Prevalence and patterns of anatomical risk factors in patients after patellar dislocation: a case control study using MRI
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To assess anatomical risk factors in patients after lateral patellar dislocation (LPD) and controls using MRI.
MR images of 186 knees after LPD and of 186 age- and gender-matched controls were analysed. The presence of trochlear dysplasia was assessed by evaluation of trochlear inclination, facet asymmetry, and trochlear depth; patella alta was evaluated by the Insall-Salvati index and Caton-Deschamps index; the lateralised force vector was measured by the tibial tuberosity-trochlear groove (TT-TG) distance.
Compared with controls, dislocators had significantly lower values for all three parameters of trochlear dysplasia (−32 %, −32 %, −44 %) and significantly higher values for patella alta (+14 %,+13 %) and TT-TG (+49 %) (all P < 0.001). Trochlear dysplasia was observed in 112 dislocators (66 %), of whom 61 (36 %) additionally had patella alta and 15 (9 %) an abnormal TT-TG. As isolated risk factors, patella alta (15 %) and abnormal TT-TG (1 %) were rare. Only 25 dislocators (15 %) had no anatomical risk factors. Trochlear dysplasia in conjunction with abnormal TT-TG or patella alta is associated with a 37- and 41-fold higher risk.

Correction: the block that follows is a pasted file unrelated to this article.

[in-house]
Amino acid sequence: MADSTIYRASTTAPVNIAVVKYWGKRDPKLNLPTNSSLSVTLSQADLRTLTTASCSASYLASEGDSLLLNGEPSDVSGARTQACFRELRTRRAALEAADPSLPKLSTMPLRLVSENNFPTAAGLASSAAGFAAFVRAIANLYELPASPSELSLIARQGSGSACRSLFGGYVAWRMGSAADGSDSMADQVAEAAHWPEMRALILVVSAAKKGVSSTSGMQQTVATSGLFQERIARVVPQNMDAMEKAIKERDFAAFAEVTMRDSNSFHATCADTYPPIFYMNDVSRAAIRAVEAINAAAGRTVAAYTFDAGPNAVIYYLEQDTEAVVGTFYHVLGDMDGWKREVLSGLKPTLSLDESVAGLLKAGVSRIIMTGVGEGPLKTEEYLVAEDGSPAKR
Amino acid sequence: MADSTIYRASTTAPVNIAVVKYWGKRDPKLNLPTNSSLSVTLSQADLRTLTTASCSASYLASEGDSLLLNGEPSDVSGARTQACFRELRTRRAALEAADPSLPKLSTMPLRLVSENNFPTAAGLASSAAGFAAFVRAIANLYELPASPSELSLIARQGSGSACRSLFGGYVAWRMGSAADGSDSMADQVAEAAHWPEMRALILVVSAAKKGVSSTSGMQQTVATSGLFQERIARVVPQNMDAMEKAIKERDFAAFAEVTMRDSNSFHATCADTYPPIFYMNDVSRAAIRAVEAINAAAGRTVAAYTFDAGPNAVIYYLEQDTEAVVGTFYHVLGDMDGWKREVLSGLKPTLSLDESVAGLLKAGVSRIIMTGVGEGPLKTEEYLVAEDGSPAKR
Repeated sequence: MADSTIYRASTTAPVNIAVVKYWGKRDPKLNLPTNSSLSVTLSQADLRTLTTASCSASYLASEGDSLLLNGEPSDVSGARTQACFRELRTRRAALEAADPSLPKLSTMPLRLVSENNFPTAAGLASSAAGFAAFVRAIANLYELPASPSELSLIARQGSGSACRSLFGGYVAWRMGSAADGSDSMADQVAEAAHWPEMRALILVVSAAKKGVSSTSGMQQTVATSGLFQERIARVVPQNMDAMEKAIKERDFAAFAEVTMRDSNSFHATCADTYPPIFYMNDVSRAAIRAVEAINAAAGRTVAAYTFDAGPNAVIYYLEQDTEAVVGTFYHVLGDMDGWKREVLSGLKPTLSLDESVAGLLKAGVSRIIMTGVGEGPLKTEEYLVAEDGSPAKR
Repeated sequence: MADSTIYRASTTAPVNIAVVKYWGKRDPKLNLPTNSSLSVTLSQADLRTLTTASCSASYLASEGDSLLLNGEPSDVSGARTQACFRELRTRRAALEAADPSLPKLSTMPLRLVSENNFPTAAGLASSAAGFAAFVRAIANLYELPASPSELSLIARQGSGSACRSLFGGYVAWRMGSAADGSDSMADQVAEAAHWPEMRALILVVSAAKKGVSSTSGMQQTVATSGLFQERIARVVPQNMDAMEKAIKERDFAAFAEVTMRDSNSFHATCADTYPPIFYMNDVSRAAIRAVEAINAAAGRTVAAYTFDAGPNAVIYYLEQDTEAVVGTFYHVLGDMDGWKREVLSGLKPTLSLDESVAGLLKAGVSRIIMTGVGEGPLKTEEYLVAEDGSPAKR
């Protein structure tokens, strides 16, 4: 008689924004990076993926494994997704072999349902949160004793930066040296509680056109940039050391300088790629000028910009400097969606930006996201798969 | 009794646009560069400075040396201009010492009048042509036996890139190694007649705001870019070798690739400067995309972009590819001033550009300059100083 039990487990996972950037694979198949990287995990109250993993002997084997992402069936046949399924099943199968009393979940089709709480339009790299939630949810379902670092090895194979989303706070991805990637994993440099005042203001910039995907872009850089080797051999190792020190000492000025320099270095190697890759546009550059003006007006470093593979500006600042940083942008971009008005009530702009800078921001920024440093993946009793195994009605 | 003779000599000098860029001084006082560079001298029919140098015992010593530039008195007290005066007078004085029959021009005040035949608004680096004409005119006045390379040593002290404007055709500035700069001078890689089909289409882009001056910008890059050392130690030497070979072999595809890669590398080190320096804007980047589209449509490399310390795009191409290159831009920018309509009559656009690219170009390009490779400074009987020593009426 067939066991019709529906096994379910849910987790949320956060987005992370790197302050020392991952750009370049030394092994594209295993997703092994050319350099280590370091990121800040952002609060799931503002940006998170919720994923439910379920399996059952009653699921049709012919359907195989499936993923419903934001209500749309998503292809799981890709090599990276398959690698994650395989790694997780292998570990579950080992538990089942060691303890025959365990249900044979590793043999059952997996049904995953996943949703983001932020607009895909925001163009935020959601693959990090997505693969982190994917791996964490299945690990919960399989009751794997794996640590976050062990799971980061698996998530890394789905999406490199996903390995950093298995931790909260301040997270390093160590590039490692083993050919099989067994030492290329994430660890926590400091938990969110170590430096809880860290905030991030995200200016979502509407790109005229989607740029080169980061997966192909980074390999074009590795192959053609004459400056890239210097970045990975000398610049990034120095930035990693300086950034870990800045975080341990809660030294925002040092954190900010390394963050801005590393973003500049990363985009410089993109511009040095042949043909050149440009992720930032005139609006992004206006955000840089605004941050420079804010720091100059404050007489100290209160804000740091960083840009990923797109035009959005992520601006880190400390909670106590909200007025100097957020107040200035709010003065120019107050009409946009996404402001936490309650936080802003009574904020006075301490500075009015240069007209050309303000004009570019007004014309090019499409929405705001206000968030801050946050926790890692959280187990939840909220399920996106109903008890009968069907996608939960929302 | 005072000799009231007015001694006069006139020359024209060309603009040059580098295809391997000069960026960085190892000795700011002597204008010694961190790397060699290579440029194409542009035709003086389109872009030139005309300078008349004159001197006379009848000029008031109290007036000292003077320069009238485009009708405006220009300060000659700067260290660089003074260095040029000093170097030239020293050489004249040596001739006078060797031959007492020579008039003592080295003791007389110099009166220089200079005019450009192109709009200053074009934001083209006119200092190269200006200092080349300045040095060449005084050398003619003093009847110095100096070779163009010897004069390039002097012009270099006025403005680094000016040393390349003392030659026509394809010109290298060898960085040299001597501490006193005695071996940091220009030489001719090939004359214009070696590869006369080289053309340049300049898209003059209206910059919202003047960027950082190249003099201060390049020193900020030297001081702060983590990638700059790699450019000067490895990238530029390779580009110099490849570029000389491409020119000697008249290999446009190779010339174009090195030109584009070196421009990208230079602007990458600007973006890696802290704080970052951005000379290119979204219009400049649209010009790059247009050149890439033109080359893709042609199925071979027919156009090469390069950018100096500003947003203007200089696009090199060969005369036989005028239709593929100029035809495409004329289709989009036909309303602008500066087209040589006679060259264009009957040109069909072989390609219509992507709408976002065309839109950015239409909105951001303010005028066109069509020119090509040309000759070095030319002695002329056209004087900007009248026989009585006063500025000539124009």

Most dislocators have anatomical risk factors, varying in severity and constellation.
• Magnetic resonance imaging provides unique information about anatomical variation within the knee.
• Anatomical variants increase the risk for lateral patellar dislocation (LPD)
• Trochlear dysplasia is the main risk factor for LPD.
• Patellar alta and abnormal tibial tuberosity-trochlear groove distance may be additional factors.
• Patient-specific evaluation of risk factors following LPD may help future management.
KeywordsPatellar dislocation Patellar instability Trochlear dysplasia Patella alta TT-TG
Edzard Wiener and Gerd Diederichs contributed equally to this article.
Two additional research projects were carried out in subgroups of this cohort: (1) One subgroup of the cohort received additional scans for rotational alignment of the lower limb. The manuscript with the title “MRI analysis of rotational alignment in patients with patellar dislocation” is accepted for publication in the American Journal of Sports Medicine. (2) Another subgroup was analysed for cartilage defects. This article entitled “Prevalence of cartilage lesions and early osteoarthritis in patients with patellar dislocation” was already published in European Radiology (DOI 10.1007/s00330-012-2493-3).
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